Website translation connectors are one of the best technologies available for localization because they can automate a large part of the process. Website localization is a challenge because there can be hundreds of tasks to manage. Connectors facilitate these tasks by triggering jobs, uploading new content, and keeping everything moving behind the scenes.
Connectors may be overlooked in favor of options that seem easier at first, like proxies. Due to cost, management, and maintenance issues, some will opt for a quick fix that doesn’t suit their project long term. However, if you understand the pros and cons of website translation connectors, you’ll likely come to see the value of these options for your total localization approach.
What Are Website Translation Connectors?
Website translation connectors facilitate the importing and exporting of content as needed–it may seem minor, but it’s a critical part of a localization automation strategy. To give you an idea of how it works, we can use our process as an example.
- The connector attaches the client’s content management system for their website to our translation platform.
- The origin site is monitored for changes with jobs triggered by updates. The content is then sent through the connector to a translator.
- A linguist translates the content into the target language.
- New content is transferred back into the connector to be uploaded to the target language’s subdomain.
This process is a seamless method of managing content in multiple languages as it allows consistent updates while minimizing the work for the project manager. Of course, it’s important to remember that the website translation connector only facilitates the program. There are a lot of other components you’ll need–from site architecture to automated linguist hiring–to create a near-turnkey system.
For these reasons, some project managers leverage proxy servers instead. These programs place a mask over your content that translates it based on the viewer, but this system has some limitations. It’s inflexible in that you can’t change content for different markets and is also damaging to your SEO strategy as it creates temporary URLs that aren’t Google crawler-friendly. Finally, it’s a long-term investment because you’ll have to consistently pay for hosting as you can’t take the content with you if you choose to leave.
Despite these limitations, some project managers still choose to go the proxy root because of the cons of website translation connectors. However, a quick comparison against the pros will show that they’re far superior.
Pros and Cons of Connectors
No piece of translation technology is perfect, and website translation connectors are no exception. Deciding between them or proxies for a continuous localization approach will depend on if you believe the pros outweigh the cons.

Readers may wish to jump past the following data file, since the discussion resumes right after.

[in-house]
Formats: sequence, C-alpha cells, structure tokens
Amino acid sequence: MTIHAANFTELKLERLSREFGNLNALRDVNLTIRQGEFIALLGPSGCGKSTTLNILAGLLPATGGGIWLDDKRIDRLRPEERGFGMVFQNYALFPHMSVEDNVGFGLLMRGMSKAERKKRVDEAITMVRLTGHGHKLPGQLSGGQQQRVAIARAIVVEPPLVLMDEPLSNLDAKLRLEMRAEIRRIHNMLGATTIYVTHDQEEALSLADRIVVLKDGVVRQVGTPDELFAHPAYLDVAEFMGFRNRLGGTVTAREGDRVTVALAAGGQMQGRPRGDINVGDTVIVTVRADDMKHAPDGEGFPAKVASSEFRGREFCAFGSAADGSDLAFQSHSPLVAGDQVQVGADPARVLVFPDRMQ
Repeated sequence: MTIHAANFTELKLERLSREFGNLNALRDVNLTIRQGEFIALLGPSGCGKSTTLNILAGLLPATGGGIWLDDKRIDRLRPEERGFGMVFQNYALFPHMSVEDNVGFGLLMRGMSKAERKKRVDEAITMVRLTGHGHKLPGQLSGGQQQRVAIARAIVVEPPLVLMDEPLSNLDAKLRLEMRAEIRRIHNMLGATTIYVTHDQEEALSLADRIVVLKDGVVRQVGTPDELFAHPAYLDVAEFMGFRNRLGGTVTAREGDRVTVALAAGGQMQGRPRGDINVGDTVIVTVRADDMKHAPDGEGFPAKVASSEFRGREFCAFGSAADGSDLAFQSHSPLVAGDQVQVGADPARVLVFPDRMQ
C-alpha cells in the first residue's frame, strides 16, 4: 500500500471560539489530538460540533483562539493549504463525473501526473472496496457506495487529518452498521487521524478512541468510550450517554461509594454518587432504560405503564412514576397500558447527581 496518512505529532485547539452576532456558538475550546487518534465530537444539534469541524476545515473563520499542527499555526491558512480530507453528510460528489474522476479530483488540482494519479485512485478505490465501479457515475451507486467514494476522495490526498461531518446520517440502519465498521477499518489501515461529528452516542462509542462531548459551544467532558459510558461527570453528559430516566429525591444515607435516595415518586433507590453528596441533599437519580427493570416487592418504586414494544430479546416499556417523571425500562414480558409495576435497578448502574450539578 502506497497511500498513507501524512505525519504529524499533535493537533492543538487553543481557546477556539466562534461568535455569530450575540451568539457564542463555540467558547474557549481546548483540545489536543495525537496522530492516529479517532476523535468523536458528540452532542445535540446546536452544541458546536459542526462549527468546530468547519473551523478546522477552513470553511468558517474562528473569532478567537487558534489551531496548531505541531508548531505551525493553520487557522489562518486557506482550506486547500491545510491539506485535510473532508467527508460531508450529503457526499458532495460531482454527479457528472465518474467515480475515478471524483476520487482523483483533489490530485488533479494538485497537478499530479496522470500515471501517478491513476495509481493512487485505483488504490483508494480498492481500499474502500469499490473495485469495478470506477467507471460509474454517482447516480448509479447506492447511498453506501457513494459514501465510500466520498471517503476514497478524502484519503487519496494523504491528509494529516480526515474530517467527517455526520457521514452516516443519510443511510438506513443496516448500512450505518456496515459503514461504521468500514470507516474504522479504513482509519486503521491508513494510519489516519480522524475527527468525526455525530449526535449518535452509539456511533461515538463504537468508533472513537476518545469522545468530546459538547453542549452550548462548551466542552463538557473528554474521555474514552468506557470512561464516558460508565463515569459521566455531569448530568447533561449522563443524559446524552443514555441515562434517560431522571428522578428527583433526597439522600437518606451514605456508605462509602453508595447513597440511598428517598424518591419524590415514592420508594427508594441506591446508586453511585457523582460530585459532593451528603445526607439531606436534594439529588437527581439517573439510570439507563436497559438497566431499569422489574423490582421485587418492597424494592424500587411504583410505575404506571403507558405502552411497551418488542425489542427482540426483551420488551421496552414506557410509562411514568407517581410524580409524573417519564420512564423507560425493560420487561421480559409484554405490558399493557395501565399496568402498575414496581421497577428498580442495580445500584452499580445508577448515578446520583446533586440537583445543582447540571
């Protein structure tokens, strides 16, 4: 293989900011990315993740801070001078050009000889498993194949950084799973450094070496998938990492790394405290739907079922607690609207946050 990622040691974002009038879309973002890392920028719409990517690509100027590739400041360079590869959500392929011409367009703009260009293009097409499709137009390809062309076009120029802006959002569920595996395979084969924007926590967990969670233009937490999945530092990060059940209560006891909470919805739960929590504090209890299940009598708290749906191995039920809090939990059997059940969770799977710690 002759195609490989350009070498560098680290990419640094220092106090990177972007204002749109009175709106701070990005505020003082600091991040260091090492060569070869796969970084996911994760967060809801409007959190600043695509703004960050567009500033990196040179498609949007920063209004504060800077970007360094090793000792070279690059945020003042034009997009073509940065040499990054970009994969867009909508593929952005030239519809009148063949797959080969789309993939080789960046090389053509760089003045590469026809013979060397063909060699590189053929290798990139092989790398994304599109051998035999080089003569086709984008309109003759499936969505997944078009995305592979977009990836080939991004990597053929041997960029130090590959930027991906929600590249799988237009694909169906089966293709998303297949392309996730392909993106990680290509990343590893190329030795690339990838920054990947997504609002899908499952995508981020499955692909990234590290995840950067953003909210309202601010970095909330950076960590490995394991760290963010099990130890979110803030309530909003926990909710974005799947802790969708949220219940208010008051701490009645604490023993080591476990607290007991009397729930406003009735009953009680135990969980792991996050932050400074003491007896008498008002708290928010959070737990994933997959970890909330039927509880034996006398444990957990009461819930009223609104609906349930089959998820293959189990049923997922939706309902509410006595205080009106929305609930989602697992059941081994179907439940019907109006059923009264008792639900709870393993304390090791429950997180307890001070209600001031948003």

Initial setup expense: Connectors won’t do anything if you don’t have the infrastructure and process for using them. This can be a long-term effort that’s much more expensive than simply using a translation proxy.
Maintenance: You have to ensure that whatever program you’re running on is up to date with the connectors. For example, if you use Drupal, you’d have to make sure that your connector is supported before installing an update or you risk breaking the whole system.
Content limitations: You’re going to have to structure your files in a way where they’ll be picked up by the connector. You’ll have to start architecting your content around that structure as connectors are designed around predictable behaviors.
Needed support: Unlike proxies, connectors don’t work alone so you’ll need a site architect and strategy to make them effective.
Flexibility by language: You can update pages individually to reach a specific target audience. You’re not tied to the source translation content. This is not the case with proxy services.
Enhanced SEO: SEO is the backbone of a website’s success because it’s how you funnel visitors to your page. Connector use preserves the SEO strategy and allows full control over metadata, variables, and content segmentation strategies. You can target the best keywords for the foreign audience rather than using poor-performing source language counterparts.
Easy long-term management: After the initial setup, the program is easily managed. There will be maintenance, but it’s minimal compared to other options.
Mobility: When you use a program supported by connectors, you’re not locked into a hosting contract. You can take your content with you and change sites as needed.
Website translation connectors are the superior option for supporting a simplified localization management program. While they may require a bit more overhead in the beginning, their long-term results far outpace those of proxies. Connectors offer the support and flexibility you need to maximize your results across markets.